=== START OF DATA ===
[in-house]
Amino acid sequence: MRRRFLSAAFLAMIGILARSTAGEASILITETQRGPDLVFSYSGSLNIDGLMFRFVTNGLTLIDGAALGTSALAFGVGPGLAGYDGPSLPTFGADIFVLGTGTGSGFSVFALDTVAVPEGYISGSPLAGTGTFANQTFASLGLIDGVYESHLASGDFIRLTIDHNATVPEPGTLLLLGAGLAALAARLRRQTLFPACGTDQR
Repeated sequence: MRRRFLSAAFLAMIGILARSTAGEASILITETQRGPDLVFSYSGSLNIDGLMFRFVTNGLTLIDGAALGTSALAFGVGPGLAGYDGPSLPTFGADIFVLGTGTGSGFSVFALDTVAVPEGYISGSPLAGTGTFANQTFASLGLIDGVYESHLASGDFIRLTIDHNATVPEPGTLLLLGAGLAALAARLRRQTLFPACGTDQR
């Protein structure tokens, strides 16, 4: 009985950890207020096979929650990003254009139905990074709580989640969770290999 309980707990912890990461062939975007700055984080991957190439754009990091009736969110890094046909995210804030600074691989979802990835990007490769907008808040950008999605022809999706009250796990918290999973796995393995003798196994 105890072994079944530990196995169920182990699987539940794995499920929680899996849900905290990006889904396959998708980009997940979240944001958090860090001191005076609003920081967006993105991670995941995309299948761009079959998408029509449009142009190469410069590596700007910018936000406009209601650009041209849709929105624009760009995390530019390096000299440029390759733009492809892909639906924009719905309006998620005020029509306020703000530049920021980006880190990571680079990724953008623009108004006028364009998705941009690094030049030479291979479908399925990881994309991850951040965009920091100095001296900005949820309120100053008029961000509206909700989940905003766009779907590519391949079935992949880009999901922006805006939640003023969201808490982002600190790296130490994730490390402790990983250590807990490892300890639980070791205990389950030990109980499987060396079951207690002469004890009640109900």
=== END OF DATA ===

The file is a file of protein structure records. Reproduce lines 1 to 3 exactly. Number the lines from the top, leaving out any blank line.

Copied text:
[in-house]
Amino acid sequence: MRRRFLSAAFLAMIGILARSTAGEASILITETQRGPDLVFSYSGSLNIDGLMFRFVTNGLTLIDGAALGTSALAFGVGPGLAGYDGPSLPTFGADIFVLGTGTGSGFSVFALDTVAVPEGYISGSPLAGTGTFANQTFASLGLIDGVYESHLASGDFIRLTIDHNATVPEPGTLLLLGAGLAALAARLRRQTLFPACGTDQR
Repeated sequence: MRRRFLSAAFLAMIGILARSTAGEASILITETQRGPDLVFSYSGSLNIDGLMFRFVTNGLTLIDGAALGTSALAFGVGPGLAGYDGPSLPTFGADIFVLGTGTGSGFSVFALDTVAVPEGYISGSPLAGTGTFANQTFASLGLIDGVYESHLASGDFIRLTIDHNATVPEPGTLLLLGAGLAALAARLRRQTLFPACGTDQR